So. Why am I here? I was trying to explain it to myself as I unwrapped mugs and placed them in cupboards, uncrumpled tea towels and opened kitchen drawers for the first time. I’m here because I like the UK. I’m here because there is something about London that pulls me back every time I leave. But these are intangibles. They didn’t work as answers to that simple, direct question. “Why are you here?”

I’m here because of work. I’m here because I’m married to a Brit. Those reasons seem too practical, too mundane. The underlying truth is that I’m here because where else would I be. This is my home. This is where I became an adult. This is where my life is. That’s why this whole brexit thing is so exhausting sometimes, because when I woke up on the 23d of June I was no longer equal to most of the other people who call this island their home.

The prime minister Theresa May has refused to guarantee the rights of EU citizens living in the UK after brexit. Those who have experienced her punitive policies when she was the home secretary know that there will be no warm, sympathetic or humane treatment of EU-immigrants, there will only be the cold logic of bureaucracy. There will be a box, you will need to fit it, otherwise you’re out.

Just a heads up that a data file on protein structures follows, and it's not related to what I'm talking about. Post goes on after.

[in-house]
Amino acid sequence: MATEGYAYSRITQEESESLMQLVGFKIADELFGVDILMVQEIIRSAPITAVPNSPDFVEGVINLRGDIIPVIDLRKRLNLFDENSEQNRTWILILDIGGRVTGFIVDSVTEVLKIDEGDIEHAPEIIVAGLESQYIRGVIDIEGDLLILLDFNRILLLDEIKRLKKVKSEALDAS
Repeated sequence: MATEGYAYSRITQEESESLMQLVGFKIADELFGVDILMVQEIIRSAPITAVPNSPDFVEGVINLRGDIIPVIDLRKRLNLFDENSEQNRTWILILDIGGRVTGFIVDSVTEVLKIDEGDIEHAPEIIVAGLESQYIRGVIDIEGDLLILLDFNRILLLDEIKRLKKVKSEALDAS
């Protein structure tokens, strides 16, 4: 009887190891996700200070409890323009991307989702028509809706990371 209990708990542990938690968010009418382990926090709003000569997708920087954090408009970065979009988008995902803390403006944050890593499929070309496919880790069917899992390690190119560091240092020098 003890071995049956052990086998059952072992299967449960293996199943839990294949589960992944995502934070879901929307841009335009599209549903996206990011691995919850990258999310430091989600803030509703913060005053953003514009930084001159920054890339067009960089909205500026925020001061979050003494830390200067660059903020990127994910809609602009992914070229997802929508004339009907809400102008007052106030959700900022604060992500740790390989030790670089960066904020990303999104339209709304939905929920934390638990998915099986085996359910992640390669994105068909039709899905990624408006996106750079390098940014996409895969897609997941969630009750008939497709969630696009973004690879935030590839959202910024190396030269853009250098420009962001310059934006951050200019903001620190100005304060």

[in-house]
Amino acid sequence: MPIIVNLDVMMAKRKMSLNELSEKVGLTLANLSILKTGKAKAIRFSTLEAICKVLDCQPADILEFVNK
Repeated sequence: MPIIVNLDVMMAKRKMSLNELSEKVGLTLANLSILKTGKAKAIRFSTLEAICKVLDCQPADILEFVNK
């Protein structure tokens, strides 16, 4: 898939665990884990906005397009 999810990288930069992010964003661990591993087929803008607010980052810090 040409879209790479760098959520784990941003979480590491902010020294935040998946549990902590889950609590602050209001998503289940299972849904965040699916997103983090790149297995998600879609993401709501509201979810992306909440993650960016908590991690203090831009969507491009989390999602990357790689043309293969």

During May’s time as home secretary the income threshold for people from countries outside the EU who wanted to stay in the UK was raised. Those who want to apply for permanent residency in the UK now have to prove they earn over £35 000 a year. If you’re a freelancer, if you’re self-employed, if you’re a cleaner, a teacher or an artist that will be difficult.

If you’re married to a Brit, the policy means your British partner has to earn over £18 600 a year in order for you to stay in the country. For each child you have your partner needs to earn a couple of thousand pounds more. Over 15 000 children have been separated from one parent or forced to grow up outside the UK because of the rules. Even the right wing paper the Telegraph is critical of this policy. It’s created what they call “Skype families”.

Many EU friends of mine in the UK have applied for this same permanent residency during the last six months. They have had to prove that they’ve lived in the UK for five years, they’ve had to hand over bank statements and bills to the state and they’ve had to account for each and every time they have travelled out of the country during the last five years. In the new year I’m planning to do this too. Because this is my home. But simply saying that isn’t enough anymore. Now I have to prove it.

Image by Eduard Militaru.

Britishness Everyday life Thoughts